Q&As

Should an employer give all part-time workers a pro rata entitlement to bank holidays, regardless of whether they usually work on the days of the week on which those bank holidays fall?

read titleRead full title
Published on LexisPSL on 07/11/2014

The following Employment Q&A provides comprehensive and up to date legal information covering:

  • Should an employer give all part-time workers a pro rata entitlement to bank holidays, regardless of whether they usually work on the days of the week on which those bank holidays fall?
  • Bank holidays
  • Statutory protection for part-time workers
  • Implementing the entitlement
  • No comparison as between part-time workers
  • Document the arrangement

The answer to this question assumes that the employer's full-time workers are not required to work on bank holidays under their contracts. It also assumes that 'bank holiday' includes traditional public holidays, such as Good Friday and Christmas Day, which are not, in technical terms, 'bank' holidays.

For further information in relation to bank holidays generally, see our Practice Note Holiday—Bank holidays and public holidays.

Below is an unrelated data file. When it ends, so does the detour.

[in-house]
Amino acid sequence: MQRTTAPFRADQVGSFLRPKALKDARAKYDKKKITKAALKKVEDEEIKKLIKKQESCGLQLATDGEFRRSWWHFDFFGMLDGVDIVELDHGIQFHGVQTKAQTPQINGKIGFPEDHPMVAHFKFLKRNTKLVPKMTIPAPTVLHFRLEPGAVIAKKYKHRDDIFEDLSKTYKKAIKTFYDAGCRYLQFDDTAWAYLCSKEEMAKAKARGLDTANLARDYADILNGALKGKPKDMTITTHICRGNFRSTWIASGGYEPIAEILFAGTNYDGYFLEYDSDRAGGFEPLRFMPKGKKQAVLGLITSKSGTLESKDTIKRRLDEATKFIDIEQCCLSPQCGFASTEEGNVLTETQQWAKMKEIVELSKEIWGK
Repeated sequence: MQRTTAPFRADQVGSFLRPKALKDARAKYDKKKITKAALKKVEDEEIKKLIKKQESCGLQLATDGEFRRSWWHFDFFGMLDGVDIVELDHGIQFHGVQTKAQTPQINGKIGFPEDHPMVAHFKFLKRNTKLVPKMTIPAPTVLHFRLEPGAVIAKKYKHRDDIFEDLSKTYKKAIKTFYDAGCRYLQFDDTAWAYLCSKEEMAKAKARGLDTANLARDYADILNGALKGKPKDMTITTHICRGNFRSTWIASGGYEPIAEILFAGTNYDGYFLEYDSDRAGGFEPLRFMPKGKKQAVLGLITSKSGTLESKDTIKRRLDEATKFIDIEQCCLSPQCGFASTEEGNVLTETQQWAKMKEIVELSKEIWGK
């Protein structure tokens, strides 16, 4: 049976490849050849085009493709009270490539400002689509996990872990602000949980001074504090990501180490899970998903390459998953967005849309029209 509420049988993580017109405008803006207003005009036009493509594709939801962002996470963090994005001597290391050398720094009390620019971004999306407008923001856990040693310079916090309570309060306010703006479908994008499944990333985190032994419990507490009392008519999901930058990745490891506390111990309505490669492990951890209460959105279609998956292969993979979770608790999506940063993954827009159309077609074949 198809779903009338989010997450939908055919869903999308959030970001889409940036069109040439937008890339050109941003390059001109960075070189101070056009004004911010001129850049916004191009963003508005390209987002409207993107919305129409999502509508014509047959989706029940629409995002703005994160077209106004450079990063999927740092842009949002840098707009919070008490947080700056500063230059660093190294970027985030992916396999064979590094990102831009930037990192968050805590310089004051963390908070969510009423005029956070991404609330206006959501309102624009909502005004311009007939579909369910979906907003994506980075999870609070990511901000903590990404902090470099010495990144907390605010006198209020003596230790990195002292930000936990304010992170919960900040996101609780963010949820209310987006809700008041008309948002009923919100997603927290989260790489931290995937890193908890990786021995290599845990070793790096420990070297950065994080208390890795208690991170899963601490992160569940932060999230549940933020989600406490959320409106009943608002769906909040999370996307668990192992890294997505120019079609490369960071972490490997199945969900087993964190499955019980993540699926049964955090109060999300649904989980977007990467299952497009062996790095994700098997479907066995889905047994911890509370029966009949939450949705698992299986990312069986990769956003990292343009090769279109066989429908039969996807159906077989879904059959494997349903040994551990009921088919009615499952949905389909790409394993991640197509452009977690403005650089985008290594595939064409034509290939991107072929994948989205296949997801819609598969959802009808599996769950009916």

For further information in relation to part-time workers generally and holiday arrangements for such workers, see our Practice Notes:

  1. Part-time workers

  2. Holiday—Part-time workers, annualised hours and other atypical working arrangements

Bank holidays

There is no statutory right to paid public holidays (or time off in lieu of them)—see Holiday—Whether there is a right to take a bank or public holiday as paid leave. However, many employers grant public holidays as holiday in addition to the holiday entitlement stated in a worker's contract (eg 'four weeks' holiday plus bank holidays').

Some employers, however, only give this benefit if the public holiday in question falls on a day on which the worker would otherwise usually be at work. This can result in unfairness to some part-time workers.

Statutory protection for part-time workers

Under the Part-time Workers (Prevention of Less Favourable Treatment) Regulations 2000, a part-time worker must not be treated less favourably than a comparable full-time worker as regards the terms of his contract (ie including contractual benefits such

Related documents:

Popular documents